The Central Bank of the Bahamas (CBOB) plans to launch its cryptocurrency by next year.
As reported by Nassau Guardian, in the near future, CBOB will sign a formal agreement with NZIA.io to create and develop Project “Sand Dollar”. It would be the first digital currency in the Bahamas. At the beginning of 2019, in March, the Bahamas Central Bank announced NZIA Limited as its main partner in this project along with Singapore’s software development company Zynesis.
Equal, Expanded Access to Modernized Digital Payment Capabilities
Project Sand Dollar will be an “integrated, accessible electronic payment system for all businesses and citizens”, the central bank announces. The project will work in accordance with local financial legislation and aims to provid equal access to digital payments to the inhabitants of the archipelago. By doing this, they hope to reduce the volume of operations with cash and service costs.
Although there hasn’t been an official announcement by the CBOB, John Rolle, President of the Bank, noted that the institution hopes to fully expand the project by 2020. In general, the Bahamas are moving closer to full integration of blockchain applications and fintech solutions.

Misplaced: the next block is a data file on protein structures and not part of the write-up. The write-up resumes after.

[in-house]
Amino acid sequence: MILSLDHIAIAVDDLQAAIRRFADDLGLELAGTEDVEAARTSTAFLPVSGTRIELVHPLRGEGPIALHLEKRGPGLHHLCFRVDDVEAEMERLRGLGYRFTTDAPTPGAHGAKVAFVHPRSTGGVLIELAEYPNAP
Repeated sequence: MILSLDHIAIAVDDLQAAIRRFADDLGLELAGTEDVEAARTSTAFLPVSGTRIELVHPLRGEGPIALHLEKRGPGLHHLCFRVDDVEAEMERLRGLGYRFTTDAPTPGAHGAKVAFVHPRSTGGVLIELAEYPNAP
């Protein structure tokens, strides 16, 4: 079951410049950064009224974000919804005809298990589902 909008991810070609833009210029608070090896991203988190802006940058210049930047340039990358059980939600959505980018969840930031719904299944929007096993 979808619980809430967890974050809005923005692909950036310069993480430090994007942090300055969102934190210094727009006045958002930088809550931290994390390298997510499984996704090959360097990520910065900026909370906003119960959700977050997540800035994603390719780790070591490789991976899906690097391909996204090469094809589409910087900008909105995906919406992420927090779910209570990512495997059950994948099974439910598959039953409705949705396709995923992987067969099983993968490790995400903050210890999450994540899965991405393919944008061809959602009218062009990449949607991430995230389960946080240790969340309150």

Currently, there are two accepted currencies in the Bahamas. The United States Dollar and the Bahamian Dollar, which is pegged to the US Dollar at 1:1. Since there is no other information, just the fact that there is going to be a digital currency, it’s quite safe to say that the new cryptocurrency will also be pegged to the US Dollar. Thus it becomes just another government-issued stablecoin. It looks like this government praxis will keep on evolving. Governments will continue to look into developing their own cryptocurrency, rather than using a global one, like Bitcoin, for example. But by doing so, they keep themselves on the same path as before. That is, being centralized and controlling the currency. The only question is – how transparent these government cryptocurrency blockchains are going to be. If they’re private and only governments have access to them, then the word “cryptocurrency” loses its definition.
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